Pulp Friction

Emperor Mollusk versus the Sinister Brain is not a funny book.  It IS a fun book, so I can see why people sometimes don’t get the difference.  We are constantly being told that there is serious stuff and funny stuff and rarely are they allowed to meet.  I realize, even as I dare suggest that a story about a space squid from Neptune and his battle against a disembodied evil brain isn’t just silly nonsense, that I am facing an uphill battle.  And I realize too that I’ve won over a lot of people who already come to this site on any regular basis.

You like me.  You really like me.

But of course, there are always those folks who might be dropping by for the first time, for whatever reason, and I’m here to tell them that Emperor Mollusk versus the Sinister Brain, despite the title, despite the premise, despite my reputation, and despite the tag line is not meant to be funny.  This is something I’ve written about before, and regular readers will probably be sick of it.  But I can no longer sit back and allow the perception to go unchallenged.  In a world where everyone’s opinion can be broadcast over the internet, a writer has to do a little preemptive strike of his own now and then.

To begin with, Emperor Mollusk is NOT a parody of pulp fantasy.  Nor is it a satire, farce, etc.  Nope.  It’s straight pulp fantasy.  It’s full of weird ideas and strange happenings, and these are all played perfectly straight.  They might (and often should) bring a smile to your lips because of their absurdity, but that doesn’t mean this is comedy.  It isn’t.  Or at least it wasn’t intended to be.

I’m reminded of my previous novel Chasing the Moon which I have mentioned before is intended to be a cosmic horror story.  It might not end with everyone going insane, and its monsters might be relatively human in their outlook.  But at its heart, it’s a story about human insignificance and of a grand, terrifying universe we can never truly understand.  I just chose to tell the story from a less traditional perspective.  And it’s true that there’s not much violence or gore in the novel.  But it’s also true that if you don’t read that novel with the slight dread of how unimportant you are and how vast and indifferent the universe is, then either you missed the point or I wasn’t clear enough.  Hey, I can take the blame.  I am the author.

It’s nothing new.  I’ve been dealing with it for a while. 

Divine Misfortune is, for me, an exploration of personal responsibility and the morality of great power.  To many folks, it’s just a silly little book about modern day gods (especially when placed to that other far more popular and critically acclaimed book about modern day gods). 

Monster is either a deconstruction of urban fantasy and a character portrait of a guy who is his own worst enemy.  Or it was just a silly little book about a guy who catches monsters for a living.

The Automatic Detective is about our inner nature versus our own desires to defy them and become a better person.  Or it’s just a silly little story about a robot who fights mutants.

You get the idea.

I feel a bit silly complaining about any of this.  This is inevitably a result of the way I choose to write and the stories I find appealing.  Even the medium I once loved so much (comic book superheroes) understands that you have to splash the pages with blood and tragedy if you’re to be taken seriously.  And I know that, no matter how well I state my case, there are those who will always consider me just a funny writer, and I’m lucky to have them as fans, so I don’t want to imply that I’m insulted by their support.  If they buy my books because they’re funny, I will happily thank them for being fans.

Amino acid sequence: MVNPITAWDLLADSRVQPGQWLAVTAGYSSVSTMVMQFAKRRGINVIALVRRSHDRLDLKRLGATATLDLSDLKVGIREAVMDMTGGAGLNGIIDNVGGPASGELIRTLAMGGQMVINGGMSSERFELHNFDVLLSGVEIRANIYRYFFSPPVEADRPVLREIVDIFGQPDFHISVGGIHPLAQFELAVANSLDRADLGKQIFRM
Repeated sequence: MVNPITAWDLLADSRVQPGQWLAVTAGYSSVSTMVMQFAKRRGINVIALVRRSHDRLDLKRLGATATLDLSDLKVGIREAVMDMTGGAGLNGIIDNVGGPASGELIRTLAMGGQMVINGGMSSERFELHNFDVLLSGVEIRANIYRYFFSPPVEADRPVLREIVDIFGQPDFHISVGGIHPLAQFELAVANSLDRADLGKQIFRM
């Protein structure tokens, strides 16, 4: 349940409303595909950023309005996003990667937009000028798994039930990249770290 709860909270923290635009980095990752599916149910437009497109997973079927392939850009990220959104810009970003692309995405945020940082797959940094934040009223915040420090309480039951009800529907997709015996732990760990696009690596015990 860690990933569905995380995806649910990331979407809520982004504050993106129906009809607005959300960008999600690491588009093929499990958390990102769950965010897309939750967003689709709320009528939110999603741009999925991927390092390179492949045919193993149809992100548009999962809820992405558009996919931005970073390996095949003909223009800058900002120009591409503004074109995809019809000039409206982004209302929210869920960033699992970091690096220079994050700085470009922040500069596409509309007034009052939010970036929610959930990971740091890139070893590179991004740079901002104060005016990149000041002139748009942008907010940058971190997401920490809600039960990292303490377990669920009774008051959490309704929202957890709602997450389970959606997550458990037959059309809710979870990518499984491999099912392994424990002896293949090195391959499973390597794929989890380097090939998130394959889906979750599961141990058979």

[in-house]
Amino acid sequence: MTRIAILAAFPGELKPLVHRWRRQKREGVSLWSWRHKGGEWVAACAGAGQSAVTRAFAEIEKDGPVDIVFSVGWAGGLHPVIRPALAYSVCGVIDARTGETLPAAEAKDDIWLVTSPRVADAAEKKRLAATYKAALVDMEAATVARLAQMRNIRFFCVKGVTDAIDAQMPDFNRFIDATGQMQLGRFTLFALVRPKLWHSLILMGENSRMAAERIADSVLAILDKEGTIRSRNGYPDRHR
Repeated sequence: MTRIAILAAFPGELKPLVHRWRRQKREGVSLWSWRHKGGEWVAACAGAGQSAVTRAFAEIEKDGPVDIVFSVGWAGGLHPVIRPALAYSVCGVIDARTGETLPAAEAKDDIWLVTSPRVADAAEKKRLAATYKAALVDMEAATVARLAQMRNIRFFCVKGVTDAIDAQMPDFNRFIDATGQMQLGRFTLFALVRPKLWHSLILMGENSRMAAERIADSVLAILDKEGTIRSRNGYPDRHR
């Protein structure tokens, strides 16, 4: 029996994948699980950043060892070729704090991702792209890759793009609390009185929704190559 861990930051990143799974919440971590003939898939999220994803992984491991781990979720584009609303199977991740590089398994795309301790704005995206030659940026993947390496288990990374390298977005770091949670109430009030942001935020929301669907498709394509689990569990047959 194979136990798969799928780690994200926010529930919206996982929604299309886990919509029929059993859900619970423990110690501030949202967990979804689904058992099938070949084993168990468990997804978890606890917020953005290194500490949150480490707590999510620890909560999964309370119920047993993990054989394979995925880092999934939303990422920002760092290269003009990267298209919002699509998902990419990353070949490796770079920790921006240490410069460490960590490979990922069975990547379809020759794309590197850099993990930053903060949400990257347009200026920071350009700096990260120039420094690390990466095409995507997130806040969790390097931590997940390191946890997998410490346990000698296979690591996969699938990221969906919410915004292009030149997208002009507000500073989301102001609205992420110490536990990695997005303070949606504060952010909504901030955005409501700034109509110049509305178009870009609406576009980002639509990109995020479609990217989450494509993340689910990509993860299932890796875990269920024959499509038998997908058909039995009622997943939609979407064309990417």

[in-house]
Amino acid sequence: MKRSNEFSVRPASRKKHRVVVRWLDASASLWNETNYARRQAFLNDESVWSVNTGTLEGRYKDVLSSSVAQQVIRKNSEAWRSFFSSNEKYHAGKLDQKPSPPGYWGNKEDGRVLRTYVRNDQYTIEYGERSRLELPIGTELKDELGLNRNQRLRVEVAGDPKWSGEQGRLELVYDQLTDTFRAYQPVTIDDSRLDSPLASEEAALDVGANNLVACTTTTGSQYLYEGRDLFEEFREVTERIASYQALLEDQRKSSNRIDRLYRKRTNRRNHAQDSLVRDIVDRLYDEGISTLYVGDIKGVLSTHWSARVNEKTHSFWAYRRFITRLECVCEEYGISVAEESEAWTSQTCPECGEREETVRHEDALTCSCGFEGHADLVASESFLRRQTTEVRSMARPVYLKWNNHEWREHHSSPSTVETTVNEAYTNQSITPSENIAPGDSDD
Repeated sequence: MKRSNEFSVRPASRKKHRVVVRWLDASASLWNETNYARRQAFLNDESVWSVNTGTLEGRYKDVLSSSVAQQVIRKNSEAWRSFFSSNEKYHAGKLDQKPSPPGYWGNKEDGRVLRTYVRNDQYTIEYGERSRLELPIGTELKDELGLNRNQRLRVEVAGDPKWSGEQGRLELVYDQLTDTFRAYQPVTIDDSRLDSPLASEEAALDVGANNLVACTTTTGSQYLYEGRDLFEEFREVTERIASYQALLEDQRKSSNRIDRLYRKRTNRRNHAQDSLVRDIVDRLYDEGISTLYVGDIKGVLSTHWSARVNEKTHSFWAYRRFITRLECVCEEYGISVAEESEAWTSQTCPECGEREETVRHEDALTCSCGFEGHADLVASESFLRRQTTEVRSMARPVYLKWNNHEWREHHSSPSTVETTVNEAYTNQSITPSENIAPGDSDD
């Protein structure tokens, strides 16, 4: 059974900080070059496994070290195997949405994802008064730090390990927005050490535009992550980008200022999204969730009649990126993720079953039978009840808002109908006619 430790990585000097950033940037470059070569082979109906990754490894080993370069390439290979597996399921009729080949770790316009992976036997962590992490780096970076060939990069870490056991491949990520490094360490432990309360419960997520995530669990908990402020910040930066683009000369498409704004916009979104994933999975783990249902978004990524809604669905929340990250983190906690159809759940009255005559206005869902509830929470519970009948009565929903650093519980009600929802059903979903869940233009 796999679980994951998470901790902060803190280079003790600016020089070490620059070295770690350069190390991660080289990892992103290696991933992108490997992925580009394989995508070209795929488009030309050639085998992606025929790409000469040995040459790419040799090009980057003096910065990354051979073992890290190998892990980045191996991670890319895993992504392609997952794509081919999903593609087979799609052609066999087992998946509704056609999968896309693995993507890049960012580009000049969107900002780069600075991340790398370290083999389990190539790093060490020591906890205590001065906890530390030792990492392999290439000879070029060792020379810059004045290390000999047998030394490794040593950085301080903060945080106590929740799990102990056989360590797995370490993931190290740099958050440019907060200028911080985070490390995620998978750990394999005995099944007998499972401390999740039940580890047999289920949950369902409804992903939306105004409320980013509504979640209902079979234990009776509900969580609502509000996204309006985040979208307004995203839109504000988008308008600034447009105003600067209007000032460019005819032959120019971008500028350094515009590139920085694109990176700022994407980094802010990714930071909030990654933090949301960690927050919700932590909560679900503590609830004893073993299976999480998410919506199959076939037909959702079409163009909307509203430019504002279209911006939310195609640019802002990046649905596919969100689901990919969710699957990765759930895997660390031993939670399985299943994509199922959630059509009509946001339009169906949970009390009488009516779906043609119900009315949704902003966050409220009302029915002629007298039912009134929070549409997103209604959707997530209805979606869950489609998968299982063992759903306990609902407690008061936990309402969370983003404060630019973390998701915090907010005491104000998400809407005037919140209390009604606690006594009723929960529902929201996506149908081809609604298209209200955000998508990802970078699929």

Seriously.  You guys are the best.  Every time I sit down to write this blog or my next story, I realize how fortunate I am.  And at the end of the day, it’s because you folks out there buy the books and spread the word.  You could live without my books.  But my books couldn’t live without you.

Rambling.  Let’s rap this up.

Emperor Mollusk is a story about the burdens of greatness, of being better, smarter, and just plain more awesome than everyone around you.  Emperor is a genius and a master of his universe.  He makes mistakes, sure, and because he is who he is, those mistakes can be awe-inspiring and terrifying.  But that’s his burden.  We all strive to be important, to be the best, to leave a lasting impression on this universe.  Emperor does that every time he makes breakfast.  It’s about the incredible power and loneliness, the isolation and frustration, that comes from being ruler of the world and master of the galaxy.  It’s about being your own worst enemy, about those fatal flaws that define us even though we should know better.

And, yes, it’s about mutant dinosaurs and giant fightin’ robots too.  These are also things I enjoy.  And if a story can be about the human condition and about stone men from Saturn, then I feel like I’ve done my job.

Whether or not the universe (and the audience) agrees is another matter entirely, but I’ve said my bit, offered my commentary.  The rest is out of my control.  Thanks for reading.  And I hope you pick up Emperor Mollusk versus the Sinister Brain on March 5th or Chasing the Moon (now out in mass market paperback).  Regardless of why you might enjoy them, I just hope that you do.

Did I mention it has giant fightin’ robots?

Keelah Se’lai

Fighting the good fight, Writing the good write,

Lee

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